Crown, Commodore to stay as two brands


HOLLYWOOD, Fla. -- Crown Cruise Line and Commodore Cruise Line will continue to be marketed as two distinct brands with different product positioning following the reorganization of Commodore last month, according to Ron Kurtz, president of both lines.

Kurtz, a veteran cruise executive who has been president of Crown since late last year, became president of Commodore last month after Jim Sullivan retired. Marketing, sales and passenger-service activities for the two lines were consolidated under Kurtz.

Kurtz said the previously combined field-sales force for the two lines would continue to represent both products.

Crown and Commodore are owned by Commodore Holdings Limited, based here and launched in 1995 by Fred Mayer, a former travel agent who is chairman and chief executive officer of both lines.

Last year, Commodore Holdings acquired Crown and the 820-passenger Crown Dynasty, built in 1993, basing the ship in Aruba for seven-day winter cruises.

Crown Dynasty sails to Bermuda in the summer from Baltimore and Philadelphia; in the fall, it sails to Quebec from Baltimore. The Baltimore departures are among the few allowed to dock in Bermuda on weekends.

Philadelphia-based Apple Vacations will continue to handle Crown Dynasty's bookings for the Bermuda and Quebec programs, Kurtz said, as well as handle bookings for the Aruba program from agencies in the northern tier of the U.S.

Crown is handling bookings for the Aruba program from agencies in the southern tier of the U.S., he added.

Reviewing the first eight months of Crown's revival under Commodore, Kurtz reported solid bookings for all three itineraries of the Crown Dynasty, with an overall occupancy rate approaching 95%.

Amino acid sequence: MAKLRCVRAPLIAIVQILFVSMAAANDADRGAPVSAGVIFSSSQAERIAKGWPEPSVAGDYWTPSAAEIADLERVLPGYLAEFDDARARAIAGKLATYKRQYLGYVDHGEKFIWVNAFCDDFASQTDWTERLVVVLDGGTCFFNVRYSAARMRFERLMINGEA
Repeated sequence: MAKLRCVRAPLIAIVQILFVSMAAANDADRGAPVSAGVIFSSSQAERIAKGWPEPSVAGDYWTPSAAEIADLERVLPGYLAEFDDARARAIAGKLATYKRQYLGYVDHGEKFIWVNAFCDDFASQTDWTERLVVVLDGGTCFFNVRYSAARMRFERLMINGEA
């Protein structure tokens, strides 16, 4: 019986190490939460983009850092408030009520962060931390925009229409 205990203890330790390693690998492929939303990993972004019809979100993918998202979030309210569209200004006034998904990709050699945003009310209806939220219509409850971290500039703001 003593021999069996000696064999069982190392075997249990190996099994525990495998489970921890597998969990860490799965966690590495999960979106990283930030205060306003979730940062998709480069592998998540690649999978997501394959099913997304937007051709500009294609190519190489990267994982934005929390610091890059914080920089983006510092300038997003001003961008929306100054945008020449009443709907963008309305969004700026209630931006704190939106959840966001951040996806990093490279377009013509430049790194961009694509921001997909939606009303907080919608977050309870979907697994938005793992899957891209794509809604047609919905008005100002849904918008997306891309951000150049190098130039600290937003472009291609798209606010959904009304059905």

Defining Crown's niche, Kurtz said, "It's a premium product at a moderate price, targeted at relatively sophisticated, somewhat younger clients in their 40s and 50s."

Regarding Commodore Cruise Line, with its New Orleans-based Enchanted Isle and Enchanted Capri, Kurtz said, "It's a great value for first-time and experienced cruisers.

"Both Commodore vessels are classic liners in great condition and very reasonably priced, with an emphasis on food and service."

Noting the difference in ambience between the two lines, Kurtz said, "Crown is more stylish, formal and a little more glitzy. Commodore is more casual and laid-back."

Comparing cruise-only, seven-day tariffs, Kurtz put the average per person price of a standard outside cabin on the Crown Dynasty at $900 and $750 on the Enchanted Isle. Crown's roundtrip air add-on to Aruba from Fort Lauderdale and Tampa, Fla., is $199.

Kurtz reported that the Enchanted Isle is attracting repeat passengers for one-third of its bookings and adding 11- and 14-night cruises to accommodate the ship's growing repeat market.

The Enchanted Capri, out of New Orleans, offers two-night party cruises and five-night sailings to Mexico's Yucatan Peninsula. This month, Crown launched its first trade advertising campaign in conjunction with Apple Vacations.

Commodore does business with about 4,000 agencies, Kurtz noted, and about 700 agencies are dealing with Crown.

To attract more agencies for both lines, two reference guides for agents have been issued: Top 10 Reasons Your Clients Will Enjoy a Commodore Cruise and Top 10 Reasons Your Clients Will Enjoy a Crown Cruise.

"It's important for us to have a core of travel agents who actually sell us and not just take orders," Kurtz said. "We're trying to make sure travel agents understand our products and feel comfortable recommending and selling us."

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